Students in the Fraser East work hard, need more mental health support
Agassiz Observer - 2/18/2020
Students in the Fraser East region, which includes Fraser Cascade, Chilliwack, Abbotsford and Mission school districts, are hard workers who want more information on and access to mental health support.
That is just a snippet of the vast information released on Tuesday by the McCreary Centre Society. The society gathers information regularly from students across the province through self-assessements written in school. It then collates all the information into province-wide and regional statistics, designed to highlight areas of concern or success relating to students' health and welfare — at home, in the community and in schools.
This year's report focuses on data collected in 2018 and is mostly compared to data from 2013. They found that the cultural makeup of the Fraser East is changing. The percentage of youth identifying as European decreased, and 40 per cent of students spoke a language other than English at home.
Students in the Fraser East work are more likely to work at paid jobs, at 38 per cent compared to the provincial rate of 33 per cent. They are more like to work more than 20 hours a week, as well.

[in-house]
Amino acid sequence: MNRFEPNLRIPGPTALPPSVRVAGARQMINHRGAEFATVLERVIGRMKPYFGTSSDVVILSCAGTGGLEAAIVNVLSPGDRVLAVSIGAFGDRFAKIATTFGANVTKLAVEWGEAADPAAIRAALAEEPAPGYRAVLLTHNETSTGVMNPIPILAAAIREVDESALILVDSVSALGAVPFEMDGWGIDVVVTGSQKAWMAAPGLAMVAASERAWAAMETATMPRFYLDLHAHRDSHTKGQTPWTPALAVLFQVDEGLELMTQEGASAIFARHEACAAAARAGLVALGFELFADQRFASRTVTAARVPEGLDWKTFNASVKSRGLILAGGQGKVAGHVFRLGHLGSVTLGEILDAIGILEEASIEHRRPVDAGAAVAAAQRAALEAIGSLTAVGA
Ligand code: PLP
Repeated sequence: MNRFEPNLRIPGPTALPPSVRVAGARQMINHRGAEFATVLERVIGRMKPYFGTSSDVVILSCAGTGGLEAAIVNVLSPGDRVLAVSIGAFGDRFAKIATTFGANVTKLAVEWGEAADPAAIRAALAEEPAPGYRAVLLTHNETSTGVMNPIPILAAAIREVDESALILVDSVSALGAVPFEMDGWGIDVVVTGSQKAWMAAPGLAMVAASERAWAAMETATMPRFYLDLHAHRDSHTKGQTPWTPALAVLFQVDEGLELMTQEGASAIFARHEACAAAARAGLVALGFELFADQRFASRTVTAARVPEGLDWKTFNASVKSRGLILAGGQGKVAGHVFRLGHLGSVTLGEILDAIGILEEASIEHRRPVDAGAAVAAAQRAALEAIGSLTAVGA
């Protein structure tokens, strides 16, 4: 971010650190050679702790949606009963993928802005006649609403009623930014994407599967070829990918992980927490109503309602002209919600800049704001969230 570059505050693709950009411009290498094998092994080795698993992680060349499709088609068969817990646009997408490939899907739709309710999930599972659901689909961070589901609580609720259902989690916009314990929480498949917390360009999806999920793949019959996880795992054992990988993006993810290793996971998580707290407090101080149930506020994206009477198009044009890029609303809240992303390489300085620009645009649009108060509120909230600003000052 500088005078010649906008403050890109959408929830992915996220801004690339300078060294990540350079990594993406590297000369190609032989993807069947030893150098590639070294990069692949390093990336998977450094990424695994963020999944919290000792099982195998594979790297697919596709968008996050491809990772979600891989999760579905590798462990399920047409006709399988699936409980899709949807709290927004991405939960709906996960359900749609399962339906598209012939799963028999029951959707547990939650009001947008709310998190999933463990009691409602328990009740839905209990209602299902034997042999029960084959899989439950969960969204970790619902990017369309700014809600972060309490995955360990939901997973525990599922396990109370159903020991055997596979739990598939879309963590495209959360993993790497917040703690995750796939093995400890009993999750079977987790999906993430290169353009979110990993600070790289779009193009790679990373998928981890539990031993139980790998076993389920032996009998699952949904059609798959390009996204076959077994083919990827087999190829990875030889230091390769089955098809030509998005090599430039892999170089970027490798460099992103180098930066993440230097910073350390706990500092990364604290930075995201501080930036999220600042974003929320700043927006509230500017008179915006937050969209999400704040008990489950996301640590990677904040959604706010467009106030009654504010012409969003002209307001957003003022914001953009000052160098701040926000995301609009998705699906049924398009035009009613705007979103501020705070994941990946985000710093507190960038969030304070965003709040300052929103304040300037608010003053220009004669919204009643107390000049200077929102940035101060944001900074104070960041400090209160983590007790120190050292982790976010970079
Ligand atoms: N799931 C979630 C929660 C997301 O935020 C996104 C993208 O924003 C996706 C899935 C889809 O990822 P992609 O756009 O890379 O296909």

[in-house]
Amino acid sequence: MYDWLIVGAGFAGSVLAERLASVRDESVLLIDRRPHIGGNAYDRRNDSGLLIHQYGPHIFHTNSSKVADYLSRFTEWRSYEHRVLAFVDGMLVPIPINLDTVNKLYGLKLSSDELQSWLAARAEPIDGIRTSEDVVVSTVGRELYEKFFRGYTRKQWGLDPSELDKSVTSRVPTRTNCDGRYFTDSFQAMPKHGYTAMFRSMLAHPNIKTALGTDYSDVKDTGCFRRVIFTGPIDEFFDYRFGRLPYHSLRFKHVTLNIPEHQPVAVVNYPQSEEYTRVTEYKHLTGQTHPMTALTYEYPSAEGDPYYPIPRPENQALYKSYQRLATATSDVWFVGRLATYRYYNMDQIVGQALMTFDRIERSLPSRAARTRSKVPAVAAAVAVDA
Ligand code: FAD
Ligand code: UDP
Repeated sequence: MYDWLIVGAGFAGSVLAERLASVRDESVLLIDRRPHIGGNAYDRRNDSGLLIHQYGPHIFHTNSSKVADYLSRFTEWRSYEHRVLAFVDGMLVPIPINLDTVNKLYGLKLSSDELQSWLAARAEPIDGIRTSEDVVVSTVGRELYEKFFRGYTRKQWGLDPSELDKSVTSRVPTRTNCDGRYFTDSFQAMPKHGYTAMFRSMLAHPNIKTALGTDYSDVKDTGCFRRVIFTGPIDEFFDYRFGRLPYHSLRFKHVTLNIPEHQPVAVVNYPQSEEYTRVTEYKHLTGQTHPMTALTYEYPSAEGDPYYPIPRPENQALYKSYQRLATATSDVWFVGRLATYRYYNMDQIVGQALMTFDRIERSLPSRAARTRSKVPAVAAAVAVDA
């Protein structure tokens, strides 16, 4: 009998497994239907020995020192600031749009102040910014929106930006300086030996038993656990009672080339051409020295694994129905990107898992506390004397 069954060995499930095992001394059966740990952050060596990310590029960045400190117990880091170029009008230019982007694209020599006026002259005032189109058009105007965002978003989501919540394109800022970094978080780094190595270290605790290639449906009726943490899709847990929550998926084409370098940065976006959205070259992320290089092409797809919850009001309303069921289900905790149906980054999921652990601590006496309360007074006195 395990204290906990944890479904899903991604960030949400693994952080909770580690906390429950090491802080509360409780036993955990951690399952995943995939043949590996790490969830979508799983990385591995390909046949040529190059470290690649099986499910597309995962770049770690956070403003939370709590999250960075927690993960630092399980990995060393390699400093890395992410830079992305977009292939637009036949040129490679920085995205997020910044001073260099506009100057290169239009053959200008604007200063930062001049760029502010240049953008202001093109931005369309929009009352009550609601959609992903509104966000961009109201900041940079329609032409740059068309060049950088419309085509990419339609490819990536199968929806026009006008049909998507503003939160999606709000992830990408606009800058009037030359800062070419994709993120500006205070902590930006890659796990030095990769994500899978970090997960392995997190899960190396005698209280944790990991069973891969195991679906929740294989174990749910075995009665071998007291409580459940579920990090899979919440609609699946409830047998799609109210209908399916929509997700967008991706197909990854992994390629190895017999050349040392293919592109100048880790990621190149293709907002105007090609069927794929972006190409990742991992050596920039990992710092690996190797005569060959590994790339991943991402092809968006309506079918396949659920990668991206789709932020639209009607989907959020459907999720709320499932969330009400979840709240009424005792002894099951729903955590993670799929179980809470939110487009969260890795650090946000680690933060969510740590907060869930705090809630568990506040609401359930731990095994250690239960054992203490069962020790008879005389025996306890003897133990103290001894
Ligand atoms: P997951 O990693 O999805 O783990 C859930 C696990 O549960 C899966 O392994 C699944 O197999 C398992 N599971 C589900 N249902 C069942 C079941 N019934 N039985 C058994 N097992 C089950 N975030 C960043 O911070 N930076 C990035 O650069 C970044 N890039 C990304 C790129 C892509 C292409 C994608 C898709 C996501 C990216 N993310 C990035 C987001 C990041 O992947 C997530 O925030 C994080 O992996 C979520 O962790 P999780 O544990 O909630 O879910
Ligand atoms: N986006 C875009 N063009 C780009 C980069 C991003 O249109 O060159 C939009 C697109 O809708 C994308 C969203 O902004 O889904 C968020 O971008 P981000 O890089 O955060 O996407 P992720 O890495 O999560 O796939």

Perhaps related to that increased number of working hours, local students are sleeping less. The percentage getting at least eight hours dipped from 52 per cent to 48 per cent.
The stats also show that kids are eating breakfast less, not just here but around the province. And the numbers of youth vomiting after eating is on the rise, provincially and regionally. This increase was seen for both males (12 per cent vs. 6 per cent in 2013) and females (15 per cent vs. 10 per cent).
Likewise, fewer female youth in the region are reporting they are in good or excellent mental health, and the numbers seriously considering suicide is on the rise — at 26 per cent in the Fraser East. However, the rates of attempts have stayed steady.
Locally, 20 per cent of youth had a family member who had attempted or died by suicide (vs. 16 per centprovincially), and 33 per cent had a close friend who had done so (vs. 29 per cent provincially). Fraser East youth who had a close friend or family member who had attempted or died by suicide were more likely to have attempted suicide themselves.
And they aren't feeling like the access to mental health is there for them. A fifth of students missed out on services they felt they needed, and 61 per cent of those students didn't access the services because they didn't want their parents to know.
Despite all of those statistics, Fraser East youth generally felt positively about their quality of life. For example, more indicated they had a good life (77 per cent) and their life was going well (72 per cent).
For a more in-depth look at these statistics, visit hopestandard.com/news.